"Innovation is coming to the sunglasses industry in rapid fashion"
It’s thus becoming fashionable to sport sunglasses that were made with environmentally conscious methods, which stand apart from the rest of the industry. And while some of those products might be a little more expensive, they are longer-lasting, and crucially break down that culture of fast fashion which has already impacted the market. 

Pioneers leading the way

The manufacturing process is changing, and there are notable brands that are now leading the way, and pioneering in the shades space. These are fantastic case studies of how companies are embracing these challenges and finding unique methods to combat them. 
Coral Eyewear
Coral Eyewear is an amazing story of British innovation, with the company looking to recyclable products to forge their glasses. With over 640,000 tonnes of abandoned fishing nets in the ocean, Coral Eyewear saw this as an opportunity to utilise those waste products as the basis for their sunglasses. Their gear is not only sustainable, but the brand is actively making a difference in cleaning up our seas, protecting wildlife in the process! 
Bird Eyewear
Bird Eyewear has gone right back to the source in approaching these issues head on. The company is absolutely committed to only using sustainable raw materials, so much so that they have been named a B Corp; an organisation that has gone above and beyond to service the environment in its work. Its packaging is also recyclable and biodegradable, demonstrating its commitment to shifting industry habits.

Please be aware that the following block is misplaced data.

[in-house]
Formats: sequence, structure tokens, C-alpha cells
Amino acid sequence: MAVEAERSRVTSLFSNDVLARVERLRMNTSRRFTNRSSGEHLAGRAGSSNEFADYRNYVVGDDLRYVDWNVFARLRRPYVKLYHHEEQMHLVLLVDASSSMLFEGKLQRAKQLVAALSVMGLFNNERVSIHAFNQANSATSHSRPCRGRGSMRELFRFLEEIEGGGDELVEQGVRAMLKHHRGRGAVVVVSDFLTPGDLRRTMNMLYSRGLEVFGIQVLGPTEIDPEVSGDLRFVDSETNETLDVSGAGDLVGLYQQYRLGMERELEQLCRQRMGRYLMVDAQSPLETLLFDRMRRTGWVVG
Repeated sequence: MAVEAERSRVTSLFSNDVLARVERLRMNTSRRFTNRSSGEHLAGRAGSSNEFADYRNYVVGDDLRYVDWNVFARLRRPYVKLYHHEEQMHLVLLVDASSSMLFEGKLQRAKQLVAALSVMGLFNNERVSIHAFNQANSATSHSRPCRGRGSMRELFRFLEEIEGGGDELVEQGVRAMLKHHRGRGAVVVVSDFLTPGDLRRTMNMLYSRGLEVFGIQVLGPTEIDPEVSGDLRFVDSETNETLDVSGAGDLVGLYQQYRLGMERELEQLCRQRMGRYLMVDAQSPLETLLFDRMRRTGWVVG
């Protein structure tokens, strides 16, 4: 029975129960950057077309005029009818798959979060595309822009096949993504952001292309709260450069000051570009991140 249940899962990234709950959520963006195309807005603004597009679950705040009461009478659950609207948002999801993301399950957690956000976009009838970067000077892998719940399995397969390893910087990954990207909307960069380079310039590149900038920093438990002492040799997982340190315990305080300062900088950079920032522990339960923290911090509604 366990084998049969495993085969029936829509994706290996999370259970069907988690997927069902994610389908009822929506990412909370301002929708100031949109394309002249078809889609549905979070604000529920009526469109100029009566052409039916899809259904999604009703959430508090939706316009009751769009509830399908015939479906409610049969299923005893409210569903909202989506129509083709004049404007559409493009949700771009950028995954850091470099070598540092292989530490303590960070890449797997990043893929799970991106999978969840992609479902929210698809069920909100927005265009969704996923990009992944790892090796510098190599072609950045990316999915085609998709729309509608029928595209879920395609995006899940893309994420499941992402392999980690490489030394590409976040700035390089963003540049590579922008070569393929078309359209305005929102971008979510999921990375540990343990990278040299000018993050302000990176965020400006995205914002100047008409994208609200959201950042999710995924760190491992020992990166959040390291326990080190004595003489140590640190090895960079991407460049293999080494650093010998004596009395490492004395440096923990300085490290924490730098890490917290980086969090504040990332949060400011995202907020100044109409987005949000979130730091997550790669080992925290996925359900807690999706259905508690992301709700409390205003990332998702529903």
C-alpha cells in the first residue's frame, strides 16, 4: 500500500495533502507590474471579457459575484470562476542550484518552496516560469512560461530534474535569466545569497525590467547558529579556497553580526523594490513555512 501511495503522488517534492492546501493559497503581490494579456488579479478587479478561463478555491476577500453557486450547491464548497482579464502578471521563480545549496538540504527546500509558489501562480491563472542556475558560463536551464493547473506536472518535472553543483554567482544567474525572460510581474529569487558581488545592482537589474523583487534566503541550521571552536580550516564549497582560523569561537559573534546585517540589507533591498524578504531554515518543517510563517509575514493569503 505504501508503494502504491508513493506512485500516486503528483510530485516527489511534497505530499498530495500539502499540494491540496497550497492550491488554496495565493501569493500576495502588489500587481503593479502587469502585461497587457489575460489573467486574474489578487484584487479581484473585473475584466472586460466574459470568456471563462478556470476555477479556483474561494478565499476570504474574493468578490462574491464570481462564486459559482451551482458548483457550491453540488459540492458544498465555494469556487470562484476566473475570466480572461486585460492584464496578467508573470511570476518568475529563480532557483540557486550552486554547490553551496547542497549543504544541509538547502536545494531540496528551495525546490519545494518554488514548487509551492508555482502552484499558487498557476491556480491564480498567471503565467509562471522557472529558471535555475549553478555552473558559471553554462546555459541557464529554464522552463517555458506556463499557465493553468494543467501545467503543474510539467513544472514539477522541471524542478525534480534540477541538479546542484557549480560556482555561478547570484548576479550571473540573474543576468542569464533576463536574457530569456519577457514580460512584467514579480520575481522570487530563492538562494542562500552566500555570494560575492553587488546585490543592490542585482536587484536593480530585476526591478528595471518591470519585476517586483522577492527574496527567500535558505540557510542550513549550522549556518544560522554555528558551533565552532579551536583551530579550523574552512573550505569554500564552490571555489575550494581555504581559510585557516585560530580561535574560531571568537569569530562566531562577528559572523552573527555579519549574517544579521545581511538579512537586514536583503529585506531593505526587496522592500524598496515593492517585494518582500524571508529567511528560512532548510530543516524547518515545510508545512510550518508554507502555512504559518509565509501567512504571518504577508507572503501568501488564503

Waterhaul is also using sustainable materials in its fashionable sunglasses, and fishing nets are a part of that plan. But by extension, Waterhaul is also taking other fishing gear and turning them into super reliable, and strong glasses frames. With its huge recovery effort, Waterhaul is making a significant difference to the ocean’s ecosystem. 
Wildwood Eyewear and Eco Beach
Wildwood Eyewear and Eco Beach are also two industry pioneers to watch, who have begun a partnership in the UK market to bring their sustainable products to consumers. Wildwood Eyewear has started a recycling scheme which encourages buyers to return their glasses to the brand once they are finished with them, so they can be repurposed again. Eco Beach on the other hand is dedicated to producing sunglasses with organic and recycled materials, which are sustainably sourced, vegan and anti fast fashion. The use of bioplastics across the company also demonstrates a good alternative.
The fashion industry is going to continue to evolve as it looks to challenge itself to meet consumer demands surrounding the environment and our impact on it. While all of these sunglasses companies produce products that are stunning to wear and meet current trends, they are vitally also sustainable in their conception. So next time you pick up a pair of sunglasses, take a moment to think of where they’ve come from.